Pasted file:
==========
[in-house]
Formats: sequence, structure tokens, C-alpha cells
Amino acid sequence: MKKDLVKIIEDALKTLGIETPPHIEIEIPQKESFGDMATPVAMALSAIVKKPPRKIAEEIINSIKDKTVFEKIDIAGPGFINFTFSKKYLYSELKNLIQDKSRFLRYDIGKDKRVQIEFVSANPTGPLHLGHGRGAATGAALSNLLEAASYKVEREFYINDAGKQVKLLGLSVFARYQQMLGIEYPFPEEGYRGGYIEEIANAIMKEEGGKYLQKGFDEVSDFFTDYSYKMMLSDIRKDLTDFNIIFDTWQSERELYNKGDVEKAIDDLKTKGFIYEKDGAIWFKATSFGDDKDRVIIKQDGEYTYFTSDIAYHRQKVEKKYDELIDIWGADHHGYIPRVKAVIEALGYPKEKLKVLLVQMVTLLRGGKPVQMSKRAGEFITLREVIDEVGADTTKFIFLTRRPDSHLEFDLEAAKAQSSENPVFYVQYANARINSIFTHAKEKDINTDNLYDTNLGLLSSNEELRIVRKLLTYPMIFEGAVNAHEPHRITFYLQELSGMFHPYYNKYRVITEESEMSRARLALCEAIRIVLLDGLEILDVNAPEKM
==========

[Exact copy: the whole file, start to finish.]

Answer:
[in-house]
Formats: sequence, structure tokens, C-alpha cells
Amino acid sequence: MKKDLVKIIEDALKTLGIETPPHIEIEIPQKESFGDMATPVAMALSAIVKKPPRKIAEEIINSIKDKTVFEKIDIAGPGFINFTFSKKYLYSELKNLIQDKSRFLRYDIGKDKRVQIEFVSANPTGPLHLGHGRGAATGAALSNLLEAASYKVEREFYINDAGKQVKLLGLSVFARYQQMLGIEYPFPEEGYRGGYIEEIANAIMKEEGGKYLQKGFDEVSDFFTDYSYKMMLSDIRKDLTDFNIIFDTWQSERELYNKGDVEKAIDDLKTKGFIYEKDGAIWFKATSFGDDKDRVIIKQDGEYTYFTSDIAYHRQKVEKKYDELIDIWGADHHGYIPRVKAVIEALGYPKEKLKVLLVQMVTLLRGGKPVQMSKRAGEFITLREVIDEVGADTTKFIFLTRRPDSHLEFDLEAAKAQSSENPVFYVQYANARINSIFTHAKEKDINTDNLYDTNLGLLSSNEELRIVRKLLTYPMIFEGAVNAHEPHRITFYLQELSGMFHPYYNKYRVITEESEMSRARLALCEAIRIVLLDGLEILDVNAPEKM